She sensed the wood stirring after a time; someone – a great many of them in fact – were disturbing the forest, stomping gracelessly and quite noisily between the trees scaring animals out of the refuges they had found during the attack. She guessed who it was but she couldn’t move to make her way towards them. Her head was still throbbing and she felt weak. She didn’t even have the strength to let them know of her position. It took them some time to actually be anywhere near where she sat and she almost expected them to stumble upon before they realized they had. It made her smile.
“Kiaya!” The voice she had wanted to hear even before the alarm eventually called.
“Here.” She breathed uselessly. Her voice was raw, her throat hurt; she did scream. Trying to shake the lethargy that seemed to control her, she rubbed her face. A foolish idea all in all as she only spread blood all over her visage and actually scratched her cheek with the daft star that she’d failed to remove from her hand.
“Captain, she’s here.” Gregory had come! It surprised a short laugh out of her lips. “It wasn’t easy to find you. How did you manage to get here without leaving tracks?”
“You found tracks through this mess?” He was trying to pull her up.
“The Captain did.”
“Gregory!” The young man froze. “Don’t make her stand. Not yet.”
“I’m fine sir.” She said.
“Your entire face is covered in blood and I’m sure it’s not just the doe’s.”
“No. But…” One of his hands held her chin while he checked her head with his other. “I didn’t hit my head.” Well she didn’t think she did.
“I’ll be the judge of that. Look at me.” She met his gaze and caught her breath. She saw relief there and the remnants of fear; had he been afraid for her? She smiled weakly. “You’re dizzy.” It was not a question.
“A little.” He raised an eyebrow. “I was sick.” She was stating the obvious. His stare told her as much. He made her follow his finger with her eyes to ensure she could but it made her extremely nauseous. She caught his hand in hers weakly.
“Enough. Please.”
“You’re not walking.” He said curtly.
“I can walk.” She retorted knowing perfectly well that she couldn’t.
“Really? Try and stand.” Great! She wasn’t even sure she could do that. She reached behind leaning on the ground first bringing her knees underneath her that she could kneel. Someone moved beside her and a hand touched her arm. “Don’t help her Mister Gregory. She must show me she can.” Gregory stepped back. It probably was best as she might be sick all over again. She bended one knee resting it against her chest and weighed on it trying to stand. But she’d only risen a few inches when she went completely blind and the sounds of the world receded as queasiness washed over her once more. She couldn’t stand; she’d faint if she did. “So?” He asked relentlessly his voice sounding muffled as if coming through a heavy wall of cotton.
“You’re right. I can’t.” She breathed trying not to retch again. “Can’t see.”
“Raise your arms if you can.” It was an order and yet there was something different in it. She tried. Her arms felt extremely heavy but she managed; he caught her hands in his and brought them around his neck before gathering her in his arms and forcing her to rest her head against his shoulder. It wasn’t particularly comfortable but better than attempting to stand. “Gregory, can you lead us back to the path?”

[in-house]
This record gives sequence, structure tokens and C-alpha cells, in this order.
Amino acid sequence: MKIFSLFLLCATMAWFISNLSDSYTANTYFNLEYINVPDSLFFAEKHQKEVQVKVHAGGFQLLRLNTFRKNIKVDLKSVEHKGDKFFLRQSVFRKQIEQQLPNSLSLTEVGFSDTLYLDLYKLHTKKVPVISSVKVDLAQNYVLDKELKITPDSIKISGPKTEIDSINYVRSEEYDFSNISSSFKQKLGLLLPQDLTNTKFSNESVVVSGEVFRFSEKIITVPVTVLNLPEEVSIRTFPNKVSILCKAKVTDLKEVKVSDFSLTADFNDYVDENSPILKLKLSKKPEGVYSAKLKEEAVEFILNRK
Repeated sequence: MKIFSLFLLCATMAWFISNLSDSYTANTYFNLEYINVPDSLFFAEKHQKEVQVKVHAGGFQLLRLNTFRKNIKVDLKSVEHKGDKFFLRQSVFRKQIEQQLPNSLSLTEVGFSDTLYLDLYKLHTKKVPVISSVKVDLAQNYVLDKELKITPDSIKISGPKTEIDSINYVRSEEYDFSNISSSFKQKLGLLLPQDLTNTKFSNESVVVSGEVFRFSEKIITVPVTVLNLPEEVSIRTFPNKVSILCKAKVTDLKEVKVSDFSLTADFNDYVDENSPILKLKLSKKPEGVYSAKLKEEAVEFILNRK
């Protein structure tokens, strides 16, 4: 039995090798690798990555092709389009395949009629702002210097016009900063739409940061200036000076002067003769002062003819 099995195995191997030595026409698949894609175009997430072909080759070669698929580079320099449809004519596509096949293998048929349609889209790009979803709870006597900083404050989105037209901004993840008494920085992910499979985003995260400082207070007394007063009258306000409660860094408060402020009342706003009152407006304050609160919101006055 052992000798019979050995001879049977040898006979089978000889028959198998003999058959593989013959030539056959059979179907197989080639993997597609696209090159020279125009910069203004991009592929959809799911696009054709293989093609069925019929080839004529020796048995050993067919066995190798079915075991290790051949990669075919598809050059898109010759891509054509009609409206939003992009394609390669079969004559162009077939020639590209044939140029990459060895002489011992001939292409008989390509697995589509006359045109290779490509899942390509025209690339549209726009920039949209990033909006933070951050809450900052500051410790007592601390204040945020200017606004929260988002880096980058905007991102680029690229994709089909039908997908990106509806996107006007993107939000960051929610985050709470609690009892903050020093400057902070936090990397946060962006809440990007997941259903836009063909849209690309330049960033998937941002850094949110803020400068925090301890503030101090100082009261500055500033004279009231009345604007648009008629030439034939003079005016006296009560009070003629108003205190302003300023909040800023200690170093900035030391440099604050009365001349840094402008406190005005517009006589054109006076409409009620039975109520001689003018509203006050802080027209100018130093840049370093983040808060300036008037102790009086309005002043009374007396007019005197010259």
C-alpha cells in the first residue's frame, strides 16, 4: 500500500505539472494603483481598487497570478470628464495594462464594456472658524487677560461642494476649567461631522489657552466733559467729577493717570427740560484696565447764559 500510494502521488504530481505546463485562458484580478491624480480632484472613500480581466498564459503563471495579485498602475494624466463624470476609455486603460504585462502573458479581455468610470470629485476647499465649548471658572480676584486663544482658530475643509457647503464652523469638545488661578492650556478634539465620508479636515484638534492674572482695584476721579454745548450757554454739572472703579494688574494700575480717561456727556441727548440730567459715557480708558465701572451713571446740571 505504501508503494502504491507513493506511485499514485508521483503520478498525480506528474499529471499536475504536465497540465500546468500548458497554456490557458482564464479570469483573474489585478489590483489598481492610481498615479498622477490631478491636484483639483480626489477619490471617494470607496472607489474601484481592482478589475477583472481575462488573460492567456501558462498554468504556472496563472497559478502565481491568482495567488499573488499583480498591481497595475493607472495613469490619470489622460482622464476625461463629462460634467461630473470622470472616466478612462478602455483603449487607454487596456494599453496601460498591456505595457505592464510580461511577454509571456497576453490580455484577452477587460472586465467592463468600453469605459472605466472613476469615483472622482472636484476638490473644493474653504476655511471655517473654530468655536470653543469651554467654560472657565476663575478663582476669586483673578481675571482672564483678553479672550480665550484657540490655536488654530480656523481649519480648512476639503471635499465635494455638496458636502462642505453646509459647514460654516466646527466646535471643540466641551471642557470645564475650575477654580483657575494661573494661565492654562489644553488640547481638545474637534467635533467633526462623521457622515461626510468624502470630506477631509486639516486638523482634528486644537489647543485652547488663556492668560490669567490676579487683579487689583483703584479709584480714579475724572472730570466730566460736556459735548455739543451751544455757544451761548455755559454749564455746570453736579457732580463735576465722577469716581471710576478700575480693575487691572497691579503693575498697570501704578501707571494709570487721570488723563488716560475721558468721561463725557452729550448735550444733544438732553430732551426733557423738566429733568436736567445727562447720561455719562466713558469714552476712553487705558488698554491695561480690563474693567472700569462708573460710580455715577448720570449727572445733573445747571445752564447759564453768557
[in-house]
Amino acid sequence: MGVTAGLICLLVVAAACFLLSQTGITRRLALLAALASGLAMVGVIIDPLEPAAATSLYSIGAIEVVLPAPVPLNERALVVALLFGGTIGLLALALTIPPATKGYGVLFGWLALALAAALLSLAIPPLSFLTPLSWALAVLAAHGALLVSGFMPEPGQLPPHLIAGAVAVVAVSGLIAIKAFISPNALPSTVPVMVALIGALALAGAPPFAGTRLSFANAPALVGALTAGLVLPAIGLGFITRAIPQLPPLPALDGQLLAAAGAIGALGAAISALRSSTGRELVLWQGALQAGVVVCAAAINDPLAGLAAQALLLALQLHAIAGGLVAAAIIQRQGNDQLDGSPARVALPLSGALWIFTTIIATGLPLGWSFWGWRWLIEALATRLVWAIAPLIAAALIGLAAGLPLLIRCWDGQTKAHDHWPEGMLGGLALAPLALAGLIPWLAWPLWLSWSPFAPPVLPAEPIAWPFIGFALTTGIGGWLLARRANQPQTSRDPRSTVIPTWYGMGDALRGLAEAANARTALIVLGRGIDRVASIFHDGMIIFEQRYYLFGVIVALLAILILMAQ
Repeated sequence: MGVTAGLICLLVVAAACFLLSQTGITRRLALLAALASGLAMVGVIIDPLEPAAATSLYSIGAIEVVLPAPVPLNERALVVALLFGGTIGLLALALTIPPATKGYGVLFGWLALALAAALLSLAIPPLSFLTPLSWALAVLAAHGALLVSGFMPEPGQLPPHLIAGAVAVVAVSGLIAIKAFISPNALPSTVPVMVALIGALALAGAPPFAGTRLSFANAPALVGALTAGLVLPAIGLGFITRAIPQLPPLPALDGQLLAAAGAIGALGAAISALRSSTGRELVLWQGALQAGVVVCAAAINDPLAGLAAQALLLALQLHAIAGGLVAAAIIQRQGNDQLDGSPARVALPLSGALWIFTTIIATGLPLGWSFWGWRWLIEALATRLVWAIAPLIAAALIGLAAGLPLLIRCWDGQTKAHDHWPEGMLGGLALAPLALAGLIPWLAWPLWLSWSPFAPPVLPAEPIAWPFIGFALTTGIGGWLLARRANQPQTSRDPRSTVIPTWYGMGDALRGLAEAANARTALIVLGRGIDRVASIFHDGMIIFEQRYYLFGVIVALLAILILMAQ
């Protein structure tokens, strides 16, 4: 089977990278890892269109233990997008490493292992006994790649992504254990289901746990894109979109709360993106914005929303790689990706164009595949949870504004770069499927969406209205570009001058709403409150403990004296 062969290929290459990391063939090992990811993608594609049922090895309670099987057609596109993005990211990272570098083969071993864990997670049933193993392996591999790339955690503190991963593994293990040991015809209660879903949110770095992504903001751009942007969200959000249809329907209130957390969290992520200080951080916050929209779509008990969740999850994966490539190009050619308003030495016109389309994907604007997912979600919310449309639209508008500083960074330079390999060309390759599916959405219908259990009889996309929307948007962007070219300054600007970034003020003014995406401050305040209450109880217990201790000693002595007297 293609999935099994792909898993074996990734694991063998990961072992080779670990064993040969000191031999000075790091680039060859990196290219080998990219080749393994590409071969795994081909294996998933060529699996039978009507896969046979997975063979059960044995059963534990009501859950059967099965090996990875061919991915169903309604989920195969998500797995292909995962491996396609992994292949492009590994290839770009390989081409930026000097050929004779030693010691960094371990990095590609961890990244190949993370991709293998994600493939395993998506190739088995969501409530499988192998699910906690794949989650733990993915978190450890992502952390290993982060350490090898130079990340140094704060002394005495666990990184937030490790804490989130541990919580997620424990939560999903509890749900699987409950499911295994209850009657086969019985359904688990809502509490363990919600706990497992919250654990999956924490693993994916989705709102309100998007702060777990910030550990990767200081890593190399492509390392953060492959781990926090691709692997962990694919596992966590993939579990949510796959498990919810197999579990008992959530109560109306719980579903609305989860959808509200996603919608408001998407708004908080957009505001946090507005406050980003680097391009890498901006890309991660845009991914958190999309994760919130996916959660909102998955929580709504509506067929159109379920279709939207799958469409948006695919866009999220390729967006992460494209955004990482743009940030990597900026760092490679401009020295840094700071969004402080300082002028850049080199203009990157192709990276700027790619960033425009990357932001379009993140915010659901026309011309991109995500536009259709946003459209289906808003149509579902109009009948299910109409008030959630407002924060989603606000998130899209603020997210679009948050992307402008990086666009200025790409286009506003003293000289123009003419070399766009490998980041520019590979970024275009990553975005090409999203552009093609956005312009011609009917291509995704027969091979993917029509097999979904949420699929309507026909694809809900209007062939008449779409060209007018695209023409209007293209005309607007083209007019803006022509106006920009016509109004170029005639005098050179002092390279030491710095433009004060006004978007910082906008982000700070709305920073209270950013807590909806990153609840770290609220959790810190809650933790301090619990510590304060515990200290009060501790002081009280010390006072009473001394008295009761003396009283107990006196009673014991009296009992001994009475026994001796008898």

“Yes sir.”
“Good. Kiaya don’t fall asleep.” That’d be hard because now that she knew herself safe she very much wished she could close her eyes and sleep. He spoke some other words she barely heard but then something cold rested against her forehead and then dabbed her face. Water. Some of the sounds came back.
“I…”
“It’s an order girl. Where were you? What were you doing here?”
“I told you… I…”
“Tell me again.”
“I wanted to do a reckon of the forest to prepare a proper hunt for Mister Gregory and the Misses. I was tracking a fox… the sirens started. I… I’m not sure. There was fire everywhere. And I don’t know… I followed my instincts. I was confused. It felt as if they were everywhere. And then here the trees and dead deer and the doe.”
“You don’t make any sense Kiaya. Are you certain you didn’t hit your head?” He sounded worried. Did he really care? Or was she imagining this?
“I don’t think so. Can’t remember. I found trails though. Good for practice.”
“Let’s not think of this yet.”
“How long?” She was trying so hard but she felt herself go. She knew she wouldn’t keep herself awake; it was the same thing when the boar gored her. “I can’t. Maxim.” She breathed his name; if she didn’t wake up it wouldn’t matter. And she was scared.
“Kiaya don’t you fall asleep. Damn it girl.” But she couldn’t help it. She tried to answer but no sound came out. Darkness engulfed her.

~~

They said she’d gone in and out of consciousness for almost ten days. She vaguely remembered being awake and begging the healer not to say anything about the iron star but she wasn’t certain.
“The Master and the Captain were really worried about you.” Felis said as she slowly and gently fed her some soup. “Why were you in the forest?”
“Felis leave the girl alone,” Pearl said sternly. They were still speaking in low tones aware of the headache that continued to plague her. “She was allowed to go.”